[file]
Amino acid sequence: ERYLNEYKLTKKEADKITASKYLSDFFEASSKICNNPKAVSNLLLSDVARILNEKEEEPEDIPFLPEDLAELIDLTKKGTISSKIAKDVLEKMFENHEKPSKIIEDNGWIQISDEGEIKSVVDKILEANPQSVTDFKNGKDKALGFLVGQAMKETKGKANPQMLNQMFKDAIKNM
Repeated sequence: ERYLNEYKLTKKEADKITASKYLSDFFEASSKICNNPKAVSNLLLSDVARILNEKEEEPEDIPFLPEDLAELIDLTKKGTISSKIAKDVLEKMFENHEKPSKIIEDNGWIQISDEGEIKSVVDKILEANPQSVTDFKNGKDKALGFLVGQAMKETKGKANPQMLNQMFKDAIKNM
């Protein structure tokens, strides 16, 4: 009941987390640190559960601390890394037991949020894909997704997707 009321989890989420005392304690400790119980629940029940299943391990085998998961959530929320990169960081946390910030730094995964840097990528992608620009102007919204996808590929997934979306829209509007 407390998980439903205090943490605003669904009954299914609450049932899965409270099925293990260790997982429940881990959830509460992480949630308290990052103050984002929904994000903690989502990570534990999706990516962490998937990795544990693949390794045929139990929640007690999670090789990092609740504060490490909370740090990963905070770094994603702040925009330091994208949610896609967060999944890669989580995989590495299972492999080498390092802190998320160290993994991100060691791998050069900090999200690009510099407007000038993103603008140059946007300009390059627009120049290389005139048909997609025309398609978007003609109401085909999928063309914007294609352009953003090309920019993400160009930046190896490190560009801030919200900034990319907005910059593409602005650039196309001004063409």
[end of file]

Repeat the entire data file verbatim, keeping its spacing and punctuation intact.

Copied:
Amino acid sequence: ERYLNEYKLTKKEADKITASKYLSDFFEASSKICNNPKAVSNLLLSDVARILNEKEEEPEDIPFLPEDLAELIDLTKKGTISSKIAKDVLEKMFENHEKPSKIIEDNGWIQISDEGEIKSVVDKILEANPQSVTDFKNGKDKALGFLVGQAMKETKGKANPQMLNQMFKDAIKNM
Repeated sequence: ERYLNEYKLTKKEADKITASKYLSDFFEASSKICNNPKAVSNLLLSDVARILNEKEEEPEDIPFLPEDLAELIDLTKKGTISSKIAKDVLEKMFENHEKPSKIIEDNGWIQISDEGEIKSVVDKILEANPQSVTDFKNGKDKALGFLVGQAMKETKGKANPQMLNQMFKDAIKNM
């Protein structure tokens, strides 16, 4: 009941987390640190559960601390890394037991949020894909997704997707 009321989890989420005392304690400790119980629940029940299943391990085998998961959530929320990169960081946390910030730094995964840097990528992608620009102007919204996808590929997934979306829209509007 407390998980439903205090943490605003669904009954299914609450049932899965409270099925293990260790997982429940881990959830509460992480949630308290990052103050984002929904994000903690989502990570534990999706990516962490998937990795544990693949390794045929139990929640007690999670090789990092609740504060490490909370740090990963905070770094994603702040925009330091994208949610896609967060999944890669989580995989590495299972492999080498390092802190998320160290993994991100060691791998050069900090999200690009510099407007000038993103603008140059946007300009390059627009120049290389005139048909997609025309398609978007003609109401085909999928063309914007294609352009953003090309920019993400160009930046190896490190560009801030919200900034990319907005910059593409602005650039196309001004063409």